12. No coincidence that wherever the Pentagon goes, the drug trade skyrockets. In Central America in the 1980’s, it was cocaine being transported out and sold on American streets to finance black ops and enrich insiders.

    During the War against Vietnam, heroin coming out of the Golden Triangle set records for the amounts produced and sold.

    Now we have a repeat with poppy fields and opium/heroin production coming out of Afghanistan making billions and billions for Wall Street banks and the CIA.

    And that’s what the invasion and occupation of Afghanistan is all about: Securing bases in the area to make a grab for the Caspian Basin oil and natural gas fields; surrounding one of Israel’s ‘existential’ enemies, Iran, with US firepower and making it safe for Wall Street banks to rake in billions selling misery.

    One publication I read daily: Asia Times. Tonight I’ll have Pepe Escobar

    Asia Times Online (ATOL) is an excellent online source of news that is a must read. And Pepe has some serious cajones as he bravely enters combat zones in the ME and SW Asia to get some real time reporting, unlike NYT hacks who report on the ME from New York, Toronto and London.

    [WORDPRESS HASHCASH] The poster sent us ‘0 which is not a hashcash value.

  13. hi commenters and author ; i am richard horn’s atty , brian leighton . great comments and questions : to settle we were required by the spooks(cia)/doj to not oppose the gov’t.’s mtn to vacate judge lamberth’s critical orders this year ; we almost said “hell no” –but strongly felt that even without our opposition Judge Lamberth would NEVER vacate those orders—because THE CIA LIED to him , and played him for a fool— because he previously (2000- 2004) had utterly deferred to them (tenet and doj) telling him the the truth–not only as to Browns covert status but that all of this was really precious “states secrets privileged”: “hell hath no fury like a Judge lied to by one he has deferred to trust” [or something like that]. mr conroy has previous links to the court hearings on feb 4th and may 19 this year ; link to them and you can see the Judge is not a happy camper with the gov’t.; indeed quite livid. mr horn and i appreciate your interest ; should be in the main stream media–although these postings give the story much better justice.

  14. Mr. Leighton, thanks for your comments and your fight for justice. It’s nice to hear about your confidence in the judge’s convictions.

    Do you think the CIA’s motivation to settle has a lot to do with trying to vacate the judge’s orders, or is it more that they don’t want anymore to come out about their actions relating to your client (with Brown being reinstated as a defendant)?

    Do you see anything arising from this case that might warrant a criminal investigation/court?

  15. ZicaTanka: leighton here ; Cia’s motivation to settle is darn close to DoJ’s motivation to settle ; they have both immensley and irretrievably peeved the court ; the highest levels of CIA were found by the court to not only have lied to him in a situation that was the equivalent of owing a fiduciary duty but CIA continued to cover up the lie–and also arrogantly contended that it was no big deal anyway [which furter infuriated the court ] ; DOJ was carrying that same message to the court and imperiously lecturing the court [further fury by the court ] ; DOJ/CIA received progressively worse reviews by the court in his decisions—and DOJ finally realized [DUH !!!]they also were sinking—and making horrible precedence for them —and losing ALL credibility with the court—a very powerful judge . we thought—-Hmmmmm–we don’t believe the court would ever agree to vacate his well-justified orders. hope that answers your questions . brian

  16. Thanks, Mr. Leighton. Sounds like you and your client have really caused some high level embarassments. Hopefully those will be recorded and dealt with by the court. Too bad about the Main Stream Media.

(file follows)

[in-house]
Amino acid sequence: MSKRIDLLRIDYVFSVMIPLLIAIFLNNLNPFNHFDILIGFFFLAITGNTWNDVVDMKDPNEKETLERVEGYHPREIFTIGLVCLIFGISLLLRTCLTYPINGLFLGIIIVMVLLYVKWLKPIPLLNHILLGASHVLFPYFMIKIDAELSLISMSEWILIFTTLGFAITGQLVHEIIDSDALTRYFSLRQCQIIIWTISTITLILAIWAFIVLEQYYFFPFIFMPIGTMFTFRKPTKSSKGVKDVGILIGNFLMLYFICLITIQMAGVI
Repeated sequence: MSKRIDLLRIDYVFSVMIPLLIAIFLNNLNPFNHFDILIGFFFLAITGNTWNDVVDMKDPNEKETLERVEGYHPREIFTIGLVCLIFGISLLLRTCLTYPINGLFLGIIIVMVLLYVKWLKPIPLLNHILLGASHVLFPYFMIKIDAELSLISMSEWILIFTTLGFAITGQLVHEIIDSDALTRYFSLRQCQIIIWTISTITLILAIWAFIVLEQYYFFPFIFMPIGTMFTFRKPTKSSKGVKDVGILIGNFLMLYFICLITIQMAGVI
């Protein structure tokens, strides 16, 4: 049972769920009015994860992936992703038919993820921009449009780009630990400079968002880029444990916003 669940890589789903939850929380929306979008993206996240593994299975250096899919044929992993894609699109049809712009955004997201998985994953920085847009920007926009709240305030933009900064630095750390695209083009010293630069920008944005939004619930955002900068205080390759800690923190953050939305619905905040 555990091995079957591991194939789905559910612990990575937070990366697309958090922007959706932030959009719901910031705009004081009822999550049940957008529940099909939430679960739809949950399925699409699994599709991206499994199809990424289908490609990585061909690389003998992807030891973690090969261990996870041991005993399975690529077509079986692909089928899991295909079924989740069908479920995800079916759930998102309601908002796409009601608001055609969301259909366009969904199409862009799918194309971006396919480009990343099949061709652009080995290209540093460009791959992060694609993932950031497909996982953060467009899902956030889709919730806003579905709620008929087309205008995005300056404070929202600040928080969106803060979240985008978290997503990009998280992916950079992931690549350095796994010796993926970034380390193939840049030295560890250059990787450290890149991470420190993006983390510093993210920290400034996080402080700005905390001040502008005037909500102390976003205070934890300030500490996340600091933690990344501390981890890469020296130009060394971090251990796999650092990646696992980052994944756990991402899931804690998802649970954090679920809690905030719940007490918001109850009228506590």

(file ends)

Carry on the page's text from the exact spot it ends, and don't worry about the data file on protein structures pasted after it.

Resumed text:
I guess my question has to do with WHY the CIA lied and committed that fraud upon the court. In other words, so what if they have to pay 3 million of OUR TAX DOLLARS to remain silent about WHAT WE REALLY WANT TO KNOW.

    So, again, was it just the embarassment that they’re settling, or is it that they don’t want Brown to testify (or similar roads they don’t want to travel any further)?

    Sorry if I’m not sounding appreciative. I am honeslty in awe of your accomplishments in this case.

  17. thank you for your interest . the court , twice , told the gov’t. that he was not buyiny the gov’t.’s assertion of the states secrets privileged because what it presented to the court in camera the court found not to be states secrets ; the court gave the gov’t. one more chance and ordered it to file in camera by sept. 4 it’s justifications for each claim of states secrets , shortly thereafter the gov’t notified us it wanted to settle . so we believe another motivating factor was to preclude the information from going public and from horn from publicly disclosing what he knows , and to preclude the state dept. IG investigator [who investigated horn’s claims] from being deposed ; our mtn to depose him was filed. . wish you had found that billionair .hope this answers your question. why your interest ?

  18. Many thanks. You guys are great. I’ll buy some lottery tickets.

  19. One element here that seems to be overlooked is the connection of the CIA/ state drug trafficking to the prison industrial complex. Prisons are a growth industry, both domestically and internationally, and the “war on drugs” has resulted in a ready made prison population. CIA involvement in drug trafficking ensures the continued availability of inmates. Daniel Hopsicker and his website Mad Cow News has regularly provided a glimpse into the dark underbelly of CIA drug trafficking (and 911). Can it be just a coincidence that two nations now enduring massive US military occupations, Colombia and Afghanistan, are responsible for 90% of the world’s production of cocaine and heroin? This is Scarface writ large and the resulting destructiveness to the human family in the violence of warfare and addiction, all for profit, is colossal.

  20. I for one would not be surprised to find that the CIA, and other covert operatives are funded via the drug industry. Yes, it’s a great way for them to keep the prison’s full, and to keep people quiet. I believe it’s why you saw such wide drug use during the Vietnam war. It was a great way to keep the troops from looking at what was really going on.

    And I believe it’s how they got the protesters from that era to lighten up a bit. Just like crack and meth. Why do you think it’s the drug so widely used by the poorer people? It was designed that way. You can’t tell me that somebody was sitting around one day and realized that combining a decongestant with cleaning supplies would make a great high. This was a drug that was designed for it’s effectiveness on the addict’s mind